A Queensland teenager may face charges after hacking into a United States web hosting provider and causing the company to shut down over the weekend.
(Day #53 image by Tarter Time Photography, CC BY-SA 2.0)
The 16-year-old hacker from Queensland, identified by the company as "Elliot", worked with a partner from New York, known only as "John". Working from separate hemispheres, the two exploited a security loophole in the infrastructure of cloud provider PHP Fog to steal and publish the company's proprietary source code and passwords via Twitter.
Soon after, the Queensland hacker apologised to the company's chief executive officer Lucas Carlson, admitting he should have tipped off the company to the exploit — but this was rejected by Carlson.
"We are talking to our legal counsel and the FBI and may press charges," Carlson wrote on a blog detailing the attack. "This kind of behaviour will not be accepted. Ever. There are proper disclosure protocols for handling this kind of situation and none of them were respected."
PHP Fog provides dedicated servers for each customer application stack, which include cache, load balancing and database layers, but the hackers had compromised the site by breaking into a shared fail-over environment.
Customer applications were deployed simultaneously in a dedicated instance and in a shared hosting environment.
"If your dedicated instance stopped responding for any reason (hardware or network failure) it would automatically redirect requests to the shared hosting environment," Carlson wrote in the blog, adding that the fail-over system was only ever used when it needed to move customers to new hardware.
Elliot's dedicated server crashed and entered fail-over mode. From there he was able to break into PHP Fog's shared hosting environment.
"This fail-over server should have been taken offline a long time ago. It was a relic that I had built as a proof of concept. We were replacing it, but I should have just taken it down until we had the replacement," Carlson said.
The hackers obtained a copy of the website code that was stored on the server, including active system passwords used by PHP Fog, and posted it on Twitter.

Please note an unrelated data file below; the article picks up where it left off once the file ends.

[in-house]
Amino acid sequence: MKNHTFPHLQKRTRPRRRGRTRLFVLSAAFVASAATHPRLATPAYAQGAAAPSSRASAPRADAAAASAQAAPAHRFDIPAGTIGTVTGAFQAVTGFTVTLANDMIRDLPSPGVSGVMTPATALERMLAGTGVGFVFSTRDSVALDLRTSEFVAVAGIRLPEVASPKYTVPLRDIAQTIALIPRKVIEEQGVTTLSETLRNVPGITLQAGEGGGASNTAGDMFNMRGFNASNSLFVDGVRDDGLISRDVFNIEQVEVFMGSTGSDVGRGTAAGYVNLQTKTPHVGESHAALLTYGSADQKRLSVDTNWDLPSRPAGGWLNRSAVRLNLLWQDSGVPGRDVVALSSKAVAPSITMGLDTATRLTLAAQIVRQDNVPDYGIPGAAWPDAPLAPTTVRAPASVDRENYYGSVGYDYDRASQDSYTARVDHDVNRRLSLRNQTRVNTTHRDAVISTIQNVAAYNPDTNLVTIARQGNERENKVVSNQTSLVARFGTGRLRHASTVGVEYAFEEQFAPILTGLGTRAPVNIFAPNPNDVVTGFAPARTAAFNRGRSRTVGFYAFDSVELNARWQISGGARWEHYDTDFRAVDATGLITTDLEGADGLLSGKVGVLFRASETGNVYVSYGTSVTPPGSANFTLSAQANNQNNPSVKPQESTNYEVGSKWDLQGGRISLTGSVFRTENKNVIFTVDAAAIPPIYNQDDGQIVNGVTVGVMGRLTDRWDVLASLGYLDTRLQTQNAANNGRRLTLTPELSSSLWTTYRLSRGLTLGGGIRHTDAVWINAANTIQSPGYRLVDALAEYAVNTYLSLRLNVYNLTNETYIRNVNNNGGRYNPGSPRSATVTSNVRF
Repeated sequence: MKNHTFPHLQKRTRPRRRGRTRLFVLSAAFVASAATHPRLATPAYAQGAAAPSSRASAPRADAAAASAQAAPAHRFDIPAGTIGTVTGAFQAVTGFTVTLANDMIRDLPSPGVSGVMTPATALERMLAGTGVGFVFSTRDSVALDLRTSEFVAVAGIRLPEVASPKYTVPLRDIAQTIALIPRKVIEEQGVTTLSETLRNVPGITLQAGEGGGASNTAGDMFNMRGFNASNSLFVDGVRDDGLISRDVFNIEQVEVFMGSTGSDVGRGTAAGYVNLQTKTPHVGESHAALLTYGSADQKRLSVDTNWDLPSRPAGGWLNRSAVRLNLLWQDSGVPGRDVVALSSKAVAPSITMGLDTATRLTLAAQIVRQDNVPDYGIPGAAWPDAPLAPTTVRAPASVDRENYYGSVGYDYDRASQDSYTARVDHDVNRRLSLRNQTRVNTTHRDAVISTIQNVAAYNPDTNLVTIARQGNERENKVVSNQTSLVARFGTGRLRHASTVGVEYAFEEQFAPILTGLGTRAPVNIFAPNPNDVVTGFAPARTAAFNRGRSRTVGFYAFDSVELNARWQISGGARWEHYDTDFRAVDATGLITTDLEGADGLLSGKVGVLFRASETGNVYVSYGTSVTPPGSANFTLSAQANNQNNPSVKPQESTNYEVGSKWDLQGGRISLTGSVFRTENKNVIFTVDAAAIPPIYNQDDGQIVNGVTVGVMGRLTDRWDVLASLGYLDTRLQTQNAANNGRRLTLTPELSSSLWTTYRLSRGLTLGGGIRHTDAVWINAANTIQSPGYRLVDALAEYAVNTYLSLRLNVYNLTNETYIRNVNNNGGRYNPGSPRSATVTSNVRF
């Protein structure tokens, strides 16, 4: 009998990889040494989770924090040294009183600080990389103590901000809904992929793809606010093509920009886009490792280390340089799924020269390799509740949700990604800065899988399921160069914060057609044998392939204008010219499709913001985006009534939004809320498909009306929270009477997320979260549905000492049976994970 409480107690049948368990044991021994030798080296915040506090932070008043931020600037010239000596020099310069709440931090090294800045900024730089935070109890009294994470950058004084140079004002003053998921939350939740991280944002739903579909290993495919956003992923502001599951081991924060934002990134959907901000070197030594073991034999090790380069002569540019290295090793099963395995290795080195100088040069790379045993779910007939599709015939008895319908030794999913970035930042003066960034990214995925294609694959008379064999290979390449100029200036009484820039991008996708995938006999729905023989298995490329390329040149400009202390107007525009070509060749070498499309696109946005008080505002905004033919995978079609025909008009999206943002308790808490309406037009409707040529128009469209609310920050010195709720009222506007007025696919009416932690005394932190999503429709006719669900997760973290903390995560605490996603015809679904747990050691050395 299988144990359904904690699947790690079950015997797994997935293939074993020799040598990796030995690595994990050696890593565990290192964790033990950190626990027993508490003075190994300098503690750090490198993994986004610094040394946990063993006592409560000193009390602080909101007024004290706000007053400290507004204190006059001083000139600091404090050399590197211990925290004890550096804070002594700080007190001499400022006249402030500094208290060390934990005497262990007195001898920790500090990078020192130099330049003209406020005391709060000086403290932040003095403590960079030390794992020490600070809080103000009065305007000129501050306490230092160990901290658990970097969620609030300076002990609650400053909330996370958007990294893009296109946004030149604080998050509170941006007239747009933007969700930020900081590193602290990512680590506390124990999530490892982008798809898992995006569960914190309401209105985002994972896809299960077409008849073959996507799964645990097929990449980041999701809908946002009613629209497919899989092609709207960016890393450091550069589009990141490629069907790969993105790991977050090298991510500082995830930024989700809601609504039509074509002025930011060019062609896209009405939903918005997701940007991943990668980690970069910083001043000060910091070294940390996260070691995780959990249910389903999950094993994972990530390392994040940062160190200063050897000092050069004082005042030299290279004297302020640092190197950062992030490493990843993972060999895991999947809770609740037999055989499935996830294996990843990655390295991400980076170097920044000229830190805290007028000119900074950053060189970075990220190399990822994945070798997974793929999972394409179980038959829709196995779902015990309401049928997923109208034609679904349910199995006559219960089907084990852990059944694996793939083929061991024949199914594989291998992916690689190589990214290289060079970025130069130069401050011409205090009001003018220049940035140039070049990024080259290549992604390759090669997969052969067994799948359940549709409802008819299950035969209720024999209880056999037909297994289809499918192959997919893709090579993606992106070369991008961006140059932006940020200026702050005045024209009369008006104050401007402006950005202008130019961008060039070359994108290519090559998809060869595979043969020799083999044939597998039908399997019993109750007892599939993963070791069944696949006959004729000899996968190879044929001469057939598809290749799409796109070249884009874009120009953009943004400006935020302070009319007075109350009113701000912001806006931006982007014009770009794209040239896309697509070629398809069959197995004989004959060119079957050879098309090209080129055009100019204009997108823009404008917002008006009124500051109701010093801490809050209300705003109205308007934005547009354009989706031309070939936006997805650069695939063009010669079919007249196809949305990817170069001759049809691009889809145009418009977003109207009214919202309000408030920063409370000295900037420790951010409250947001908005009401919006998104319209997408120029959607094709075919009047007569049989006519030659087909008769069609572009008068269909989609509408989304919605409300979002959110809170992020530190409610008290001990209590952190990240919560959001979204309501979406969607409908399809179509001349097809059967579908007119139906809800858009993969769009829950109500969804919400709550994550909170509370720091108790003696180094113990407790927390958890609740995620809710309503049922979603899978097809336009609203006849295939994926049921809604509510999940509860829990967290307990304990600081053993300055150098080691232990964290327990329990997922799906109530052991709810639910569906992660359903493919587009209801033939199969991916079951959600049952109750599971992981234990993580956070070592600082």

Elliot was booted off the company's servers 15 minutes after the attack was noticed, and PHP Fog was shut down. The hacker then used stolen credentials that had been stored on the compromised server to redirect people going to the PHP Fog site to a mock website he had created, "PHPFogsucks", and to brag about the exploits on the company's Twitter and blog accounts.
"This was really naive and irresponsible of me," Carlson said, referring to the fact that he'd left code and passwords stored on the server. "You can be sure every single system password at PHP Fog has been changed and they are not put on servers anymore and I have more than learned my lesson here."
He said there had been an earlier attempt to compromise the company's server by the New York hacker, who had only managed to sign up for free Amazon EC2 instances.
"The way they did this was uploading a program and executing it with our post-deploy hooks. Internally at PHP Fog we were aware of the potential security threat behind post-deploy hooks and were about to disable them indefinitely on Friday, 18 March but our software for deploying the site update malfunctioned and we decided to put it off for the weekend. What unfortunate timing."
PHP published instant messaging correspondence between Elliot and Carlson, of which this is an excerpt:
2:15:12 AM Elliot: Lucas.
2:15:23 AM Elliot Listen, before you begin, I want to apologise.
2:15:35 AM Elliot I do this sort of thing for kicks, but I agree that this went a little too far.
2:15:41 AM Lucas: before you apologise can you at least take down the site explaining the exploit
2:15:51 AM Elliot: Unfortunately, that's out of my control.
2:15:59 AM Elliot: I don't run that domain, however I will talk to the owner tomorrow. He's gone to bed.
2:16:36 AM Elliot: I don't want any hard feelings between us, this originally started as a proof of concept to prove your platform was insecure.
2:16:44 AM Elliot: I guess I did that, but there are better ways I could've gone about it.
2:16:58 AM Elliot: Yes, it was me as root on your servers, and in your twitter, and etc.
2:16:59 AM Lucas: I really wish you had reached out to me before this
2:17:04 AM Elliot: So do I, now.
2:17:12 AM Elliot: You guys are funded and I could've lost you a lot.
2:17:21 AM Lucas: a whole lot
2:17:28 AM Lucas: a lot of people's lives depend on this
2:17:37 AM Elliot: I didn't touch anybody's files.
2:17:39 AM Elliot: Only phpfog's.
2:17:49 AM Elliot: Didn't even look through them.
Carlson said a forensic review determined the hack as being vandalism, and did not compromise customer details.
He listed a string of changes to the site's security arrangements following the attack, including the elimination of post-deploy hooks, shared passwords and upgrades to Secure Shell (SSH) keys, and thanked the company's beta testers.
"Our beta testers have encouraged us to bounce back while denouncing the childish and criminal acts against us. We thank you all so much and will not let you down again," he said.